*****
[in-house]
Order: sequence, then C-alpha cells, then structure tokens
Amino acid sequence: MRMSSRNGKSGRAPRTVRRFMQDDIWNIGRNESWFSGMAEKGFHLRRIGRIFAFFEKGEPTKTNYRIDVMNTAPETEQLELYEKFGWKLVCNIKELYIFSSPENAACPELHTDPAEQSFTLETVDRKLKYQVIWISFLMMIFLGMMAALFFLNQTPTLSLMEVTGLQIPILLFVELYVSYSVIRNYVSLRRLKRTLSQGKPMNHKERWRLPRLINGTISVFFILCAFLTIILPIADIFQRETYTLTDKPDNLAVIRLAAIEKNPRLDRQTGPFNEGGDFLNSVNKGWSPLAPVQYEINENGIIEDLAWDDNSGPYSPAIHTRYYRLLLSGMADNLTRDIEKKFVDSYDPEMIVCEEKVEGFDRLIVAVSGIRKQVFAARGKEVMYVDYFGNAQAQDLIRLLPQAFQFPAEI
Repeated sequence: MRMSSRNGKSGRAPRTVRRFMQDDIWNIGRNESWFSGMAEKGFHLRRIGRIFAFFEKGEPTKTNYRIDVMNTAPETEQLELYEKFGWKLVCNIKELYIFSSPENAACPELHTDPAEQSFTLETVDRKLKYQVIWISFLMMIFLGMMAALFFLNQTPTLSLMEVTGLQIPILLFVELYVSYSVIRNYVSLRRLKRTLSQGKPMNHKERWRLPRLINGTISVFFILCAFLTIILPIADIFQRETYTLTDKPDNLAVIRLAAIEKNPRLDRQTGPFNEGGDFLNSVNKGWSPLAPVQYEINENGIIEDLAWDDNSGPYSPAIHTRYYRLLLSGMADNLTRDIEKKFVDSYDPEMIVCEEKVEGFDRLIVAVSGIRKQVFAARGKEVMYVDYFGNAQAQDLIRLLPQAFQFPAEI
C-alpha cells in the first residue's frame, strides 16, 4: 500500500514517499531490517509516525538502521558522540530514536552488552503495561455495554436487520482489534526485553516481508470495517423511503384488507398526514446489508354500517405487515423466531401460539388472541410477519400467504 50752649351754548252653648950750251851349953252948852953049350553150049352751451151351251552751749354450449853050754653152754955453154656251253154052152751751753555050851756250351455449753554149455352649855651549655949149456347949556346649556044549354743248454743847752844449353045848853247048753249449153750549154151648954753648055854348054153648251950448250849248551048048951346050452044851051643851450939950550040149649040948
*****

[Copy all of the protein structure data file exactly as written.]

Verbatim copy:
[in-house]
Order: sequence, then C-alpha cells, then structure tokens
Amino acid sequence: MRMSSRNGKSGRAPRTVRRFMQDDIWNIGRNESWFSGMAEKGFHLRRIGRIFAFFEKGEPTKTNYRIDVMNTAPETEQLELYEKFGWKLVCNIKELYIFSSPENAACPELHTDPAEQSFTLETVDRKLKYQVIWISFLMMIFLGMMAALFFLNQTPTLSLMEVTGLQIPILLFVELYVSYSVIRNYVSLRRLKRTLSQGKPMNHKERWRLPRLINGTISVFFILCAFLTIILPIADIFQRETYTLTDKPDNLAVIRLAAIEKNPRLDRQTGPFNEGGDFLNSVNKGWSPLAPVQYEINENGIIEDLAWDDNSGPYSPAIHTRYYRLLLSGMADNLTRDIEKKFVDSYDPEMIVCEEKVEGFDRLIVAVSGIRKQVFAARGKEVMYVDYFGNAQAQDLIRLLPQAFQFPAEI
Repeated sequence: MRMSSRNGKSGRAPRTVRRFMQDDIWNIGRNESWFSGMAEKGFHLRRIGRIFAFFEKGEPTKTNYRIDVMNTAPETEQLELYEKFGWKLVCNIKELYIFSSPENAACPELHTDPAEQSFTLETVDRKLKYQVIWISFLMMIFLGMMAALFFLNQTPTLSLMEVTGLQIPILLFVELYVSYSVIRNYVSLRRLKRTLSQGKPMNHKERWRLPRLINGTISVFFILCAFLTIILPIADIFQRETYTLTDKPDNLAVIRLAAIEKNPRLDRQTGPFNEGGDFLNSVNKGWSPLAPVQYEINENGIIEDLAWDDNSGPYSPAIHTRYYRLLLSGMADNLTRDIEKKFVDSYDPEMIVCEEKVEGFDRLIVAVSGIRKQVFAARGKEVMYVDYFGNAQAQDLIRLLPQAFQFPAEI
C-alpha cells in the first residue's frame, strides 16, 4: 500500500514517499531490517509516525538502521558522540530514536552488552503495561455495554436487520482489534526485553516481508470495517423511503384488507398526514446489508354500517405487515423466531401460539388472541410477519400467504 50752649351754548252653648950750251851349953252948852953049350553150049352751451151351251552751749354450449853050754653152754955453154656251253154052152751751753555050851756250351455449753554149455352649855651549655949149456347949556346649556044549354743248454743847752844449353045848853247048753249449153750549154151648954753648055854348054153648251950448250849248551048048951346050452044851051643851450939950550040149649040948